Right after the targeted killing of Anwar al-Awlaki, a radical Muslim cleric, I submitted the first official request for the secret legal memo justifying his killing under the Freedom of Information Act. The memo still remains secret, but today's New York Times article about it is based on people who have read the memo. I'm probably going to lose a friendship over this, but much to my disappointment, Marty Lederman--a leading critic of Bush's policies on torture, black sites, and rendition--was one of the authors (the other was David Barron) and used a lot of the same Bush logic used to justify the programs Lederman once condemned.
Let me say up front, before all those cheering al-Awlaki's death jump in, I think he was an evil guy. This diary is not about al-Awlaki. It's about killing an American without due process of law--namely, killing an American citizen without trial--justified by the same controversial arguments Bush used to justify his worst "dark side" programs, which we criticized roundly here on Daily Kos.
As New York Times journalist Charlie Savage points out, there exists
an executive order banning assassinations, a federal law [that prohibits Americans from murdering other Americans abroad], protections in the Bill of Rights [the Fourth Amendment’s guarantee that a “person” cannot be seized by the government unreasonably, and the Fifth Amendment’s guarantee that the government may not deprive a person of life “without due process of law”], and various strictures of the international laws of war . . .
The approximately 50-page memo was finished around June 2010, but apparently oral permission was given beforehand to kill al-Awlaki. (Does this ring any bells? Justice Department Office of Legal Counsel (OCL) memos completed after-the-fact to justify extremely questionable conduct?) Also like the Bush memos, this memo does not bother to independently analyze the quality of the evidence against the target, but rather relies on an expansive unitary executive theory.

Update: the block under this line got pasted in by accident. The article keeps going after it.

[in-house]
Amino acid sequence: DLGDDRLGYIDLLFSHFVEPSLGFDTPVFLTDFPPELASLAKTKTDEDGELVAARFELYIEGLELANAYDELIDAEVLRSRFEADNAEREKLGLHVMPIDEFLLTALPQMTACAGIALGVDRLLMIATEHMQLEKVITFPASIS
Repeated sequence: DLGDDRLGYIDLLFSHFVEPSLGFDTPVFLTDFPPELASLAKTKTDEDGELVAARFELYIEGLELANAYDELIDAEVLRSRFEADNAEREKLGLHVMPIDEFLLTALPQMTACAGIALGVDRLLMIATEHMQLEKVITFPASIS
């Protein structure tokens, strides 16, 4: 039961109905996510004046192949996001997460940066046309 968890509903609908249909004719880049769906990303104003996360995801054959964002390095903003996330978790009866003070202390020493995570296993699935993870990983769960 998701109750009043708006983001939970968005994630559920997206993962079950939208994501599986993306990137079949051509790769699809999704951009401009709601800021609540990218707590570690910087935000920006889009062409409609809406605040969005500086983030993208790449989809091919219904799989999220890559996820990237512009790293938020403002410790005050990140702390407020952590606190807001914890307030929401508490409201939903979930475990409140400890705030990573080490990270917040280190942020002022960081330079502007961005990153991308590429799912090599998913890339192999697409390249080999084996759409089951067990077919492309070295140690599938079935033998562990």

1) Al-Alwaki was taking part in the war between the United States and al Qaeda and posed a significant threat to Americans--though he never picked up arms against the U.S.;
2) Yemeni authorities were unable or unwilling to stop him--which is contradicted by Yemen's bragging that they gave us information to geo-locate him that was precised enough for a drone attack;
3) Al-Alwaki had evolved from being a "propagandist" to playing an "operational role" in al Qaeda--an assertion made for the first time ever by Obama after we killed him;
4) he was a "co-belligerant" (another Bush term for "enemy combatant"); and, taking a page directly from John Yoo,
5) the Authorization to Use Military Force against al Qaeda that Congress enacted shortly after 9/11 allowed this because al-Awlaki was a lawful target in the armed conflict.
As for the powerful case law justifications? According to Savage,
Supreme Court precedents, like a 2007 case involving a high-speed chase and a 1985 case involving the shooting of a fleeing suspect, finding that it was constitutional for the police to take actions that put a suspect in serious risk of death in order to curtail an imminent risk to innocent people.Yeah, that's right on point. There was no "imminent danger" here. Lederman needs to go back to Yale Law School, along with John Yoo. I went there, too, and that's not the kind of pretzel logic we learned.
Oh, and BTW, another American citizen, Samir Khan, was killed in the drone attack, and that's been justified too because he had produced a propaganda magazine called Inspire--activity clearly protected by the First Amendment.
However you feel about al-Awlaki, we should be able to agree that Khan's death was not legal.
We are supposed to take comfort in being told that the memo is 1) narrowly drawn to the specifics of al-Awlaki’s case and 2) the execution would only be lawful if it were not feasible to take al-Awlaki alive (a dubious justification, see, e.g., the unarmed, pajama-clad Osama bin Laden, whom we could have taken alive and put on trial before a war crimes tribunal for the world to see, but instead chose to kill on the spot.)
The fact of the matter is that this memo sets precedent that permits the targeted summary killing of any American suspected of terrorism. Anyone who still cares about the rule of law and civil liberties should be appalled.